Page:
Professors incorporating more technology in the classroom
Published: Friday, April 15, 2011
Updated: Monday, April 18, 2011 23:04
Five faculty members have been issued technology grants for promoting innovative use in the classroom. The grant was presented by the Teaching Commons, with fiscal support from the Office of the Provost and the Information Technology Department. The professors who received this grant are Dr. Loran Lewis, Dr. Helen Davis, Dr. Meridith Selden, Dr. Caroline Maurer, and Dr. Janet Starner.
Maurer, chair of the department of undergraduate education, is using her grant for a Digital Photography in the Classroom Action Research Project. The project is made up of Wilkes education students and teachers at Heights-Murray Elementary School in Wilkes-Barre.
"I was really looking for a way for Wilkes students to collaborate with the school district so that they have some hands-on experience when they move onto the real world," Maurer said.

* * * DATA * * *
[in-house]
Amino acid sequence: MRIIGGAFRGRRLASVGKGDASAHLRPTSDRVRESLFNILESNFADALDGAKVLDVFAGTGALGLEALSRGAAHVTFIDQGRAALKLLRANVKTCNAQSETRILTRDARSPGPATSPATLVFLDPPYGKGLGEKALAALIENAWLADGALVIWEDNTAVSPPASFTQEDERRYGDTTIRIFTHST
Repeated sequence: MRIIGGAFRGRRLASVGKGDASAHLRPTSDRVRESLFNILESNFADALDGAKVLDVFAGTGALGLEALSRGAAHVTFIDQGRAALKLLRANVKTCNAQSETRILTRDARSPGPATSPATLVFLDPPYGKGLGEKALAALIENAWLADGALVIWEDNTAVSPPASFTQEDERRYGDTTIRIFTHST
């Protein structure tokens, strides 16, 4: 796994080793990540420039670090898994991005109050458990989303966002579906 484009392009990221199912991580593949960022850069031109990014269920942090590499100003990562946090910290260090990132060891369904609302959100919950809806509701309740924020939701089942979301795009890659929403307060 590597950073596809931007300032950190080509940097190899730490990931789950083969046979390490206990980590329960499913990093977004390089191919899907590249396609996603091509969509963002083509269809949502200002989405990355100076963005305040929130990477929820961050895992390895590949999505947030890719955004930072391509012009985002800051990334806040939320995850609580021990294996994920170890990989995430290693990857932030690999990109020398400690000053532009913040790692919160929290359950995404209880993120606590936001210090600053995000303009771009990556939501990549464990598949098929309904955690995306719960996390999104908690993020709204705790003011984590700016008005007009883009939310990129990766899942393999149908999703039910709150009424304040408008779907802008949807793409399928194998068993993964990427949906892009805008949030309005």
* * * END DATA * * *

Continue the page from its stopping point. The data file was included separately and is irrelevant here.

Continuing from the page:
Starner, associate professor of English, is using her grant in a different manner. She is using mobile devices, such as e-readers and iPads, in the classroom environment. Starner sees great potential in the benefits of this technology to enhance the course content.
"One of the big problems that keeps students from reading better and writing better is that they don't mark up their text, they skim through it. My theory was that if I could get students to do deep reading and do annotations, perhaps comprehension would improve, and the written products that come out of that reading would improve as well," Starner said.
Although the iPad and e-reader brought great assistance to the academic arena, they do have their flaws.
"The larger problem is the way that books are published electronically. With the iPad and e-readers, you can expand and condense the font, which means that the page you are on changes as well, so it is a nightmare for citation," Starner said.
There are also issues with the Internet connection on campus.
"The Wi-Fi obstacle is only one problem, and I expect that to be solved because by the time we get to back to campus in the fall there will be Wi-Fi everywhere," Starner said.